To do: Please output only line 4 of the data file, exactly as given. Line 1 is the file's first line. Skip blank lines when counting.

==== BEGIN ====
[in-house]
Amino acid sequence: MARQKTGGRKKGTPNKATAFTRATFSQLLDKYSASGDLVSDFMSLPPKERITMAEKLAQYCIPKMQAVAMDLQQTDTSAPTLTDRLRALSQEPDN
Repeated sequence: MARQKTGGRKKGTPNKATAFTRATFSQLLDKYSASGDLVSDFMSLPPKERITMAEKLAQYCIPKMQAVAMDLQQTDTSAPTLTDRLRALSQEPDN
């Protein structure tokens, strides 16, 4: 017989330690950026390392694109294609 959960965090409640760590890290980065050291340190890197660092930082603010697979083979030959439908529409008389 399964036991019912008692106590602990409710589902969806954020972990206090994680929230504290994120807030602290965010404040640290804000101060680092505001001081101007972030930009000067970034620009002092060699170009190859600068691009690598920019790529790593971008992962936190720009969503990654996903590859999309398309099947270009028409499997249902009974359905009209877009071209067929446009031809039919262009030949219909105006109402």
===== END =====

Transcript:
């Protein structure tokens, strides 16, 4: 017989330690950026390392694109294609 959960965090409640760590890290980065050291340190890197660092930082603010697979083979030959439908529409008389 399964036991019912008692106590602990409710589902969806954020972990206090994680929230504290994120807030602290965010404040640290804000101060680092505001001081101007972030930009000067970034620009002092060699170009190859600068691009690598920019790529790593971008992962936190720009969503990654996903590859999309398309099947270009028409499997249902009974359905009209877009071209067929446009031809039919262009030949219909105006109402």